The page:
For now, most kids are back in school. Along with many parents’ concerns that going to school could put their child at a higher risk to catch COVID-19, there’s also the possibility of picking up a case of the flu. But a new study just released by the Centers for Disease Prevention and Control (CDC) shows there’s a good way to reduce the chance of that happening — get your child a flu shot.
The research, published in the journal Clinical Infectious Diseases, analyzed data from the 2019-2020 flu season. This was during the largest national influenza epidemic in children in almost a decade, when there were a record-breaking 188 influenza-caused deaths. It was also a period when most of the flu activity was caused by two viruses that were different from the viruses used to create the vaccine. Still, the analysis shows the available vaccine, though not a perfect match, helped to prevent a much worse outcome.
The study involved 291 patients under the age of 18 who were admitted into U.S. hospitals, 159 of whom were critically ill with influenza. The remaining children made up the control group. The research found two solid reasons to be hopeful. For one, vaccination reduced the risk of a child getting a severe case of flu by 78 percent against a similar flu virus and 47 percent against a flu virus that drifted from the vaccine virus.
The vaccine was 76 percent effective in preventing life-threatening influenza that required the use of invasive mechanical ventilation, CPR (cardiopulmonary resuscitation) or other severe complications — even death.
Secondly, the vaccine was 76 percent effective in preventing life-threatening influenza that required the use of invasive mechanical ventilation, CPR (cardiopulmonary resuscitation) or other severe complications — including death.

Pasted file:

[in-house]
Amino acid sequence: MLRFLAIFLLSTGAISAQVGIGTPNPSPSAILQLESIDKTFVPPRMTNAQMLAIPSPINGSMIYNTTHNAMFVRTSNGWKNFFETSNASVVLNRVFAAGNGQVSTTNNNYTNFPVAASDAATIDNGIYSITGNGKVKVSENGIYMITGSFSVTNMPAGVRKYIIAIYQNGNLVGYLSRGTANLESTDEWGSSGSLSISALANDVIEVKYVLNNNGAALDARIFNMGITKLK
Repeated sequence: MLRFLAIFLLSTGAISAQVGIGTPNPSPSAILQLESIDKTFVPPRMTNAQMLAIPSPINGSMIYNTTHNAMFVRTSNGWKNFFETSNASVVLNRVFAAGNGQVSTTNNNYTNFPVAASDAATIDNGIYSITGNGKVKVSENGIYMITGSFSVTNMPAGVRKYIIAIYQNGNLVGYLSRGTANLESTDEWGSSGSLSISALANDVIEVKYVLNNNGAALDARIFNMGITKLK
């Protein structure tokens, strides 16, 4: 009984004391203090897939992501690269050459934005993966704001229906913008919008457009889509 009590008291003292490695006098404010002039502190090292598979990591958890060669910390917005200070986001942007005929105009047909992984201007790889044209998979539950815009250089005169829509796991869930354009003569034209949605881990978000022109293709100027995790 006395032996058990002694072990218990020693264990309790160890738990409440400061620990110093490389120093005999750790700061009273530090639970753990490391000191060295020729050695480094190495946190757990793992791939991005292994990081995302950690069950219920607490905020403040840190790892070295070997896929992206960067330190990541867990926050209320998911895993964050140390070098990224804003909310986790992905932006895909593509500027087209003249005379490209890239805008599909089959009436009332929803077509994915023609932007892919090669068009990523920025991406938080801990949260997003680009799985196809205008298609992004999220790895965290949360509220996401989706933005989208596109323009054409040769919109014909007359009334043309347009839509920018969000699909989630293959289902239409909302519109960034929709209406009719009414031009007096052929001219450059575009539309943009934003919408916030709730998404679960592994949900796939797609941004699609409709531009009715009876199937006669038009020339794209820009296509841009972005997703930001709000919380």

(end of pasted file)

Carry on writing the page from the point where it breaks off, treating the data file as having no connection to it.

“This is very good news,” CDC Director, Dr. Rochelle Walensky, said in a statement on the results. “[It] highlights that flu can cause serious illness in children, but flu vaccines can be lifesaving.”
Another plus? A flu vaccine helps prevent spreading flu to family and friends, including babies younger than 6 months who are too young to get a flu vaccine, and beloved grandparents.
Regardless of the vaccination’s benefits, it seems some parents are reluctant to get a flu shot or other recommended vaccines for their kids. According to a 2020 national poll on children’s health by C.S. Mott Children's Hospital at Michigan Medicine that included nearly 2,000 responses from parents of children between 2 and 18 years of age, one in three parents said they were not planning on taking their kids for a flu shot. Common reasons for rejecting the vaccination were fear of complications and the mistaken belief that the vaccine is neither necessary nor effective.
But every year there are millions of kids who get sick from the seasonal flu. It’s true that, for most, the flu will only involve resting on the couch or in bed along with taking acetaminophen or ibuprofen for fever and aches to help them feel better. But there’s no guarantee. Walensky recommends, “It’s especially important that children get a flu vaccine in addition to their recommended COVID-19 vaccine,” to avoid the possibility of thousands of children ending up seriously ill and hospitalized.
If you haven’t gotten your child a flu vaccine, talk to your pediatrician about the next step.